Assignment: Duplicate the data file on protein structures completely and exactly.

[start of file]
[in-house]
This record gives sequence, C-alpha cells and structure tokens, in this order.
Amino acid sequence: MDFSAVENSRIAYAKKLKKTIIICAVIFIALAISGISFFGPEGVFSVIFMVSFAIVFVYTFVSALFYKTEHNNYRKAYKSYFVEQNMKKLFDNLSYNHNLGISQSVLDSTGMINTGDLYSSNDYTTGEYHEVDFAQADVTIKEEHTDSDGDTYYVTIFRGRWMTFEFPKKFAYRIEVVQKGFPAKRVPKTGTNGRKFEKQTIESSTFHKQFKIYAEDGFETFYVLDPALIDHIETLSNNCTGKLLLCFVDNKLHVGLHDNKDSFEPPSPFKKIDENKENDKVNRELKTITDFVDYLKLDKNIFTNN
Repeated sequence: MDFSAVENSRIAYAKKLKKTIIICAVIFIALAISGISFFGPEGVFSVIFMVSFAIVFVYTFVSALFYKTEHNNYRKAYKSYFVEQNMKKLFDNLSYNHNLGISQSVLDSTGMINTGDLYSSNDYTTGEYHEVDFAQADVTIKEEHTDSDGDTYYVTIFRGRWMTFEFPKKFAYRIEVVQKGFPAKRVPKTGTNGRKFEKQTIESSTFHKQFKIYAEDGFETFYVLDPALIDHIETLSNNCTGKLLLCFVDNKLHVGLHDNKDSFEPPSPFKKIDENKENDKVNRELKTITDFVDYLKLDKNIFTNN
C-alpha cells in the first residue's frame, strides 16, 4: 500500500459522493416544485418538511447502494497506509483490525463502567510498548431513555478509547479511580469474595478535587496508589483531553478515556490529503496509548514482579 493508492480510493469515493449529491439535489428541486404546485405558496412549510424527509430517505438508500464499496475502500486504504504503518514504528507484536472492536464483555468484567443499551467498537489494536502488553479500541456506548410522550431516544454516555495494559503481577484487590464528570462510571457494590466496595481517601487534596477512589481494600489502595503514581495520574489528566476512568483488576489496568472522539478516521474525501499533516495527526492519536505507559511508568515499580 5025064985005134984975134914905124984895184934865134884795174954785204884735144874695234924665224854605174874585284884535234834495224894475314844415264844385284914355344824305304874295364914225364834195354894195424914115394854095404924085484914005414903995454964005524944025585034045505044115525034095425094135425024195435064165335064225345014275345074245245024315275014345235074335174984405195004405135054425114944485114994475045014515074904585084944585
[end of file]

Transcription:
[in-house]
This record gives sequence, C-alpha cells and structure tokens, in this order.
Amino acid sequence: MDFSAVENSRIAYAKKLKKTIIICAVIFIALAISGISFFGPEGVFSVIFMVSFAIVFVYTFVSALFYKTEHNNYRKAYKSYFVEQNMKKLFDNLSYNHNLGISQSVLDSTGMINTGDLYSSNDYTTGEYHEVDFAQADVTIKEEHTDSDGDTYYVTIFRGRWMTFEFPKKFAYRIEVVQKGFPAKRVPKTGTNGRKFEKQTIESSTFHKQFKIYAEDGFETFYVLDPALIDHIETLSNNCTGKLLLCFVDNKLHVGLHDNKDSFEPPSPFKKIDENKENDKVNRELKTITDFVDYLKLDKNIFTNN
Repeated sequence: MDFSAVENSRIAYAKKLKKTIIICAVIFIALAISGISFFGPEGVFSVIFMVSFAIVFVYTFVSALFYKTEHNNYRKAYKSYFVEQNMKKLFDNLSYNHNLGISQSVLDSTGMINTGDLYSSNDYTTGEYHEVDFAQADVTIKEEHTDSDGDTYYVTIFRGRWMTFEFPKKFAYRIEVVQKGFPAKRVPKTGTNGRKFEKQTIESSTFHKQFKIYAEDGFETFYVLDPALIDHIETLSNNCTGKLLLCFVDNKLHVGLHDNKDSFEPPSPFKKIDENKENDKVNRELKTITDFVDYLKLDKNIFTNN
C-alpha cells in the first residue's frame, strides 16, 4: 500500500459522493416544485418538511447502494497506509483490525463502567510498548431513555478509547479511580469474595478535587496508589483531553478515556490529503496509548514482579 493508492480510493469515493449529491439535489428541486404546485405558496412549510424527509430517505438508500464499496475502500486504504504503518514504528507484536472492536464483555468484567443499551467498537489494536502488553479500541456506548410522550431516544454516555495494559503481577484487590464528570462510571457494590466496595481517601487534596477512589481494600489502595503514581495520574489528566476512568483488576489496568472522539478516521474525501499533516495527526492519536505507559511508568515499580 5025064985005134984975134914905124984895184934865134884795174954785204884735144874695234924665224854605174874585284884535234834495224894475314844415264844385284914355344824305304874295364914225364834195354894195424914115394854095404924085484914005414903995454964005524944025585034045505044115525034095425094135425024195435064165335064225345014275345074245245024315275014345235074335174984405195004405135054425114944485114994475045014515074904585084944585